Review – Roe v. Wade



Synopsis In 1973, the United States Supreme Court decided in a 7:2 decision to legalize abortion across the nation. Behind the scenes, a series of activists and political machinations brought about the decision and changed American politics forever...

Length 1 hour, 52 minutes

Release Date April 2nd, 2021 (Video-on-Demand and Theaters)


Rating PG-13

Distribution Quiver Distribution

Directing Nick Loeb, Cathy Allyn

Writing Nick Loeb, Cathy Allyn, Ken Kushner

Starring Nick Loeb, Stacey Dash, Joey Lawrence, Jon Voight

The issue of abortion remains one of the most hotly debated issues in modern politics. Since the 1973 passage of Roe vs. Wade in the United States, abortion has been a constitutionally protected right and 61 million procedures have been performed. Pro-Life Christian and non-Christian groups alike have struggled to find a voice within the modern pro-abortion political climate that has seemingly dismissed their side as sexist and authoritarian. 
Even in the church the issue remains contentious within a minority of pro-choice feminist Christians who vocally disagree with the church’s public pro-life stances. As such, it can be nerve-wracking to talk about it in any context. 
I don’t like talking about politics here on Geeks Under Grace but that’s a formality I’m gonna have to forgo for the sake of a review like this. There’s NO way to talk about an abortion film without addressing the political movements underpinning why a film like this gets made… 

Content Guide

Violence/Scary Images: Several fetuses are depicted on screen with a few moments of blood and viscera.
Language/Crude Humor: Some language and crass discussion throughout the film. 
Drug/Alcohol References: Casual drinking depicted.
Sexual Content: Characters reference sexual liberation, out-of-wedlock sexuality. 
Spiritual Content: The film deals with the political influence of the Catholic church and several characters in the film convert to Christianity.
Other Negative Content: Most characters are portrayed as being very morally binary and unsympathetic, or too rigidly wholesome and uncomplicated. 
Positive Content: Themes of preserving human life and preserving human rights.


Disclaimer: Geeks Under Grace was given a screener copy of the rough cut of the film by its producers to review. 
It’s surprising that a movie like Roe v. Wade has been made at all. Hollywood is notoriously pro-choice and doesn’t make much quarter for pro-life films. When they address it, it’s in films like Unpregnant, Saint Frances and Never Rarely Sometimes Always that lionize abortion. Even Hollywood though is gun-shy around the issue and only really addresses it in indie films. You’re never going to see a Star Wars film addressing the topic (God willing…). 

That said, there’s been a minor move amongst conservative/Christian independent filmmakers in the past few years to try and create pro-life stories that can try and turn the needle. 2018’s Gosnell was a box office flop but had a few minor Hollywood names working on it, like Nick Searcy and Dean Cain, to award it some legitimacy. 2019’s Unplanned was a minor cult hit that made back its budget nearly three-times over but didn’t penetrate deeply outside of pro-life circles already familiar with the works of Abby Johnson.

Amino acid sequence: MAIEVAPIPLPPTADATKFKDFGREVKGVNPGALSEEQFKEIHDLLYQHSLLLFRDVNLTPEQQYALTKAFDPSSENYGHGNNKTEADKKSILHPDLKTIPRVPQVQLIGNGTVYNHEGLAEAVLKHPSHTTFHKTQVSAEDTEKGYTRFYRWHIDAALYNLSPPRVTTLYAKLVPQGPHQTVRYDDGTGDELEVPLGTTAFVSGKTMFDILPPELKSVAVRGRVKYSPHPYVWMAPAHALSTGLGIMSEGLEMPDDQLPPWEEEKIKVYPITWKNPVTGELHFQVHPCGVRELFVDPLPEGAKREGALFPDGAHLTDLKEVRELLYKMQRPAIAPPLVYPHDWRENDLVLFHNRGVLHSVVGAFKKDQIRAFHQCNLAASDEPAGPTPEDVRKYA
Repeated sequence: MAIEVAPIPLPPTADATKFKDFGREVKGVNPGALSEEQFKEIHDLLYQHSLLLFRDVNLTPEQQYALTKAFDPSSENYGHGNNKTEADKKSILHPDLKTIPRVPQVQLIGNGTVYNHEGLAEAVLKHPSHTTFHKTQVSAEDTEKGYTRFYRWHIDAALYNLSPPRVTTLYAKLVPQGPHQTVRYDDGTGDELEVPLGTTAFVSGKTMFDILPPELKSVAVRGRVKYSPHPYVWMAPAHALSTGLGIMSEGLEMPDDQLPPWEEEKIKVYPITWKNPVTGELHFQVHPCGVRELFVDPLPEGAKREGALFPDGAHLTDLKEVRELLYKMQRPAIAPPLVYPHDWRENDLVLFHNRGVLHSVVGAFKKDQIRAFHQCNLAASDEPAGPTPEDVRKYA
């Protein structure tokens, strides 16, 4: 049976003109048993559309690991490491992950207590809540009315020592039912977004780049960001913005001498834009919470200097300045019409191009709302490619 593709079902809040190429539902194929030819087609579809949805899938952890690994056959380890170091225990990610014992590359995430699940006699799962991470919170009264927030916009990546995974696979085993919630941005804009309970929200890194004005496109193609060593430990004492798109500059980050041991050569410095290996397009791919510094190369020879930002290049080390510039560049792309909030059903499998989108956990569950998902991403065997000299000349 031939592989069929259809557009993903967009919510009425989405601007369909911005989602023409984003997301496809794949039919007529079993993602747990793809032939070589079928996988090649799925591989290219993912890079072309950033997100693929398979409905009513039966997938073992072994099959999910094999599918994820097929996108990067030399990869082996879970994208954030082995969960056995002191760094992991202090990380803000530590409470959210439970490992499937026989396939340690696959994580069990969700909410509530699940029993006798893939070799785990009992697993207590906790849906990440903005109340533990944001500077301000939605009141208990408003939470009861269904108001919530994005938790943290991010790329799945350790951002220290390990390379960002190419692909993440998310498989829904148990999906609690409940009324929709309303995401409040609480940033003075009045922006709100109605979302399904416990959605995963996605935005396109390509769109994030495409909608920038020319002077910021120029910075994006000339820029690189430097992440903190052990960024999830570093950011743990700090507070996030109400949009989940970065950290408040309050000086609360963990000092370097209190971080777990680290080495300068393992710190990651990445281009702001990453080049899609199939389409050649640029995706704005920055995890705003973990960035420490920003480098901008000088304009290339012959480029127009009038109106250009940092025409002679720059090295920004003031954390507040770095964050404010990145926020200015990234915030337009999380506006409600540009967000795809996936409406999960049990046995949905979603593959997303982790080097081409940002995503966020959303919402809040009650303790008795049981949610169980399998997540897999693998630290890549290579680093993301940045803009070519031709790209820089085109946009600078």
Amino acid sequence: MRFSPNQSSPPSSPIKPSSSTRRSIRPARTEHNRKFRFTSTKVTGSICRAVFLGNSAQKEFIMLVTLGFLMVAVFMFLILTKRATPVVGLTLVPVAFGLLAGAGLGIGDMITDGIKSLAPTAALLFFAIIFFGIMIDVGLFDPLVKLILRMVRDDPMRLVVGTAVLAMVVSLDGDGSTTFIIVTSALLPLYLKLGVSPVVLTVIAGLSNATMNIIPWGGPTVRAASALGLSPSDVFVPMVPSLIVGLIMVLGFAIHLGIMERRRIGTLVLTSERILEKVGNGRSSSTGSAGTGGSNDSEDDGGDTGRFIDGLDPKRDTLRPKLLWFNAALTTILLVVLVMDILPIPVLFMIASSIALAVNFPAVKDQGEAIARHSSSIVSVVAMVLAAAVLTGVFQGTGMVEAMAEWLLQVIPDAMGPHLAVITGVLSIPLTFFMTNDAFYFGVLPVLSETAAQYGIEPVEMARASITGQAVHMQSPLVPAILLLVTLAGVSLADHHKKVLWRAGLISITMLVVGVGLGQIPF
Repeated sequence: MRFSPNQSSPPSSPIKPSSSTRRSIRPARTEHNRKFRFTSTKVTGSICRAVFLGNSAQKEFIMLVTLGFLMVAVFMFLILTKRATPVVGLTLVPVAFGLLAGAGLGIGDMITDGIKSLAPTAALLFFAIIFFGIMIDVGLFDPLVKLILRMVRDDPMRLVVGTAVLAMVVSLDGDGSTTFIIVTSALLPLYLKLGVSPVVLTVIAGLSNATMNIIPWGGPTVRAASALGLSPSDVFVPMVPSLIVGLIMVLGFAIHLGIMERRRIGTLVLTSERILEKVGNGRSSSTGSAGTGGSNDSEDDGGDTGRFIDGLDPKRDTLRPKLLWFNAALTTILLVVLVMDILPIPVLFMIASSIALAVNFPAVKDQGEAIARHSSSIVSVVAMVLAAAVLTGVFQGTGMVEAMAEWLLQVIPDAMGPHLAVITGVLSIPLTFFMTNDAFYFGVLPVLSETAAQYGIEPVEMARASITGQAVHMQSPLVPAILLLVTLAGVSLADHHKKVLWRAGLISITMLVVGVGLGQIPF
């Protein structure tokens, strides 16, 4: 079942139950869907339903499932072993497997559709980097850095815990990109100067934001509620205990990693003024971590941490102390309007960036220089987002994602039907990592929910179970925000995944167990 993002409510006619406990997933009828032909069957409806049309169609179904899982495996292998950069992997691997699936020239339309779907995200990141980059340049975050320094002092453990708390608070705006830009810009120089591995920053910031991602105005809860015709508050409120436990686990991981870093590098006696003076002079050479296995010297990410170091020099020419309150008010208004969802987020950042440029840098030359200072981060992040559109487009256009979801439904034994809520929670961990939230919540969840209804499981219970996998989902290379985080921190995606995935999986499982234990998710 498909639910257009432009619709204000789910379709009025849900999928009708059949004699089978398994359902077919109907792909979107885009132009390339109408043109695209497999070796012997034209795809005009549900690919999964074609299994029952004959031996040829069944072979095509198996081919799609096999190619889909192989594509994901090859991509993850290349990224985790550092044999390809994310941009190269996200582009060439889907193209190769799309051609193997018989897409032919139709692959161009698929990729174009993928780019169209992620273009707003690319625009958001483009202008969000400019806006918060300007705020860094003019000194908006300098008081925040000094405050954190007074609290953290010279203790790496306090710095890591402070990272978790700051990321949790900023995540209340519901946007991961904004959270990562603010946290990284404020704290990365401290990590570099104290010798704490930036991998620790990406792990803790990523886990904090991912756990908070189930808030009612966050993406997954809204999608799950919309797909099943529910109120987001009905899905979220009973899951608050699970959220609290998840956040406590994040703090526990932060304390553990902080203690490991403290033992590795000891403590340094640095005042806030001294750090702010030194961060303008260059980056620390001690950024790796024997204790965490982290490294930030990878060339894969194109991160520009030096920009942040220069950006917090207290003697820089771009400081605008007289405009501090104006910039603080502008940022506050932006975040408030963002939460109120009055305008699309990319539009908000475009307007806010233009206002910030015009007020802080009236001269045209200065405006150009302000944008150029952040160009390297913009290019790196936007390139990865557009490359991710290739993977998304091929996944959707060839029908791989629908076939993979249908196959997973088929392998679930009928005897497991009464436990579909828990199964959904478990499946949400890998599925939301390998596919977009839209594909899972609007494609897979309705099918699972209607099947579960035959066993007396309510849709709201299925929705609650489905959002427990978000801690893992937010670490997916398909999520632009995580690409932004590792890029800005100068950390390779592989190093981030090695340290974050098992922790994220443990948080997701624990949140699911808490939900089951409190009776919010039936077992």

What little mainstream attention the latter received was negative. As The AV Club wrote, it was a film filled with “the untruths, cinematic manipulation tactics, and undiluted hysteria”.  
Roe v. Wade is the third film in the trend, although the film has been in production and mired in controversy since 2018. It was produced very secretively, on the cheap, and financed by politically sympathetic donors. The film’s script was largely withheld from cast and crew till right before shooting which caused walk-offs, and several locations revoked their shooting permits once the film’s premise leaked. Early scripts also played up the gore and right-wing talking points, most of which were trimmed for the film’s premiere. 
The film eventually premiered last year at the Vienna Independent Film Festival before screening at CPAC in January. 
The movie is definitely a first-time film for the directors involved. Nick Loeb, the film’s producer and co-director, isn’t a Hollywood amateur. He’s a credited actor in films like Primary Colors, Day of the Dead: Bloodline, Den of Thieves and The Brawler. He’s also produced a handful of documentaries. He clearly knows his way around a film set. Sadly, his work alongside his co-writer/director/producer Cathy Allyn reflects an inexperienced hand behind the camera (although the production design looks more expensive than the 6.5 million they spent on it so good on them for that!). 
Admittedly, the version I’m watching is a rough cut with temp-music and rushed ADR dialogue recordings, so I’m judging the film on a curve. Hiccups in the dialogue, sound effects and music are understandable when the film is still in the editing bay. Alas, I’m not sure they were the best hands to ground the production in a solid narrative foundation. The film’s script is decent in parts, insofar as it’s about as well-conceived as Gosnell or Unplanned, but the film compromised itself in the same way as both of those movies: it’s a film designed to preach to the choir.